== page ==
Case 25: Blockchain Can Register Physical Assets

As the Blockchain technology matured, the development focus started to shift away from handling exclusively cryptocurrencies and started to use the public ledger to register physical assets. This shift started happening around the second half of 2013 and heralded the beginning of what is called “Blockchain 2.0”.

Validating the existence or the possession of signed documents plays an important part in many financial and legal processes. The challenge of traditional document validation models is that they rely on central authorities for storing and validating the documents, which presents various risks in regards to transfers, risk of breach, as well as risk of deterioration.

Blockchain technology provides an alternative model to proof-of-existence and possession of legal documents. By leveraging the blockchain, a user can simply store the signature and timestamp associated with a document in the blockchain and validate it at any point using native blockchain mechanisms. To register ownership of an asset, a transaction is created with a reference to the physical asset. This information is stored on a Blockchain record, holding roughly 40 bytes of data, and can be associated with all manner of goods or services. The owner of the private key to that public record is then registered as the owner of that asset.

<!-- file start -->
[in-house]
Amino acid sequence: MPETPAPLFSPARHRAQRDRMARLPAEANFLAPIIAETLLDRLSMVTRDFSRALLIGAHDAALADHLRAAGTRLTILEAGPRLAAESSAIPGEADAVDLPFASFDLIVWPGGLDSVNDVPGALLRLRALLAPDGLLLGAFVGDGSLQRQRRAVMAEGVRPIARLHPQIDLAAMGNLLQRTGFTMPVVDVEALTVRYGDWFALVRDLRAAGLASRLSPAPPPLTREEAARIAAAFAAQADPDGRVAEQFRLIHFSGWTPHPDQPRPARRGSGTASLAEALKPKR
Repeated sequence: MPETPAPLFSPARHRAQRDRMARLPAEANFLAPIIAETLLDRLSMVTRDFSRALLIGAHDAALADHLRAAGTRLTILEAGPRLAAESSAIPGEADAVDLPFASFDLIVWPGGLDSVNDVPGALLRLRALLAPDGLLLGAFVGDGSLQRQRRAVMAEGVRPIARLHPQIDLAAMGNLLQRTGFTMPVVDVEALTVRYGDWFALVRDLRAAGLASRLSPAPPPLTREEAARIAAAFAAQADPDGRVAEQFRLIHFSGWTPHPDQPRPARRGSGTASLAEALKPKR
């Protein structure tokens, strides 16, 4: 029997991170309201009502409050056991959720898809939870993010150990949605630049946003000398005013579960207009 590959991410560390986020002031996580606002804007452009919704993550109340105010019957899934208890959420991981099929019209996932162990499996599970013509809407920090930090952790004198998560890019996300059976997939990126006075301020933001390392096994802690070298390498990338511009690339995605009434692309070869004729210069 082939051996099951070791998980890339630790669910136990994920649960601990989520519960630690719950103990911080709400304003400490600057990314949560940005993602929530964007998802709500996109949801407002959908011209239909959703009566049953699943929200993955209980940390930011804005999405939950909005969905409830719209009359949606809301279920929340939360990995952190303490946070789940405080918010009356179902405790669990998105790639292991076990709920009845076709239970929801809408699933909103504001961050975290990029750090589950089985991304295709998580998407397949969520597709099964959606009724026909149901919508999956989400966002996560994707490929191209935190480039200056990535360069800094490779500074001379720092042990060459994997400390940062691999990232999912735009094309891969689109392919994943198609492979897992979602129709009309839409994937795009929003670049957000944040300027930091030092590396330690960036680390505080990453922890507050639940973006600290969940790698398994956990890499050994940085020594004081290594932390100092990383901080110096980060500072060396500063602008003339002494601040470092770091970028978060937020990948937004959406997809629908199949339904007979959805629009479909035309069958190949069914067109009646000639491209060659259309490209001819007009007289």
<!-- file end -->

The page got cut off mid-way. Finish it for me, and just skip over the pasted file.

Case Study: Factom

A very ambitious Blockchain 2.0 project is in development from the Factom team. They are working on a system that secures and proves the authenticity of records, documents or other important types of data. The Factom system will ultimately consist of a four-tier architecture designed to both produce verified chains of information and secure that data within the Block chain.
They have a variety of use-cases, such as creating trustless audit chains, record keeping for sensitive personal, medical and corporate materials, and identity management as a KYC solution.

Factom has raised $1.7m so far in their series A funding, and is currently valued $11m. Paul Snow, one of the founders of Factom, told in an interview that they plan on building a node network with an infrastructure that can handle high transaction volume and that the
architecture itself will be comprised of both full nodes capable of replicating all the data, and partial nodes replicating only the data needed in specified chains

Its initial use-case is a land registry initiative being developed in coordination with the government of Honduras. The nation has a history of land rights abuse. where corruption and mismanagement have fueled a conflict over property rights which have lasted decades. Factom hopes that a system making it easy to store proof of ownership will find initial success in countries where government registries are missing or otherwise lacking, but that their solution can spread to the rest of the world if successful.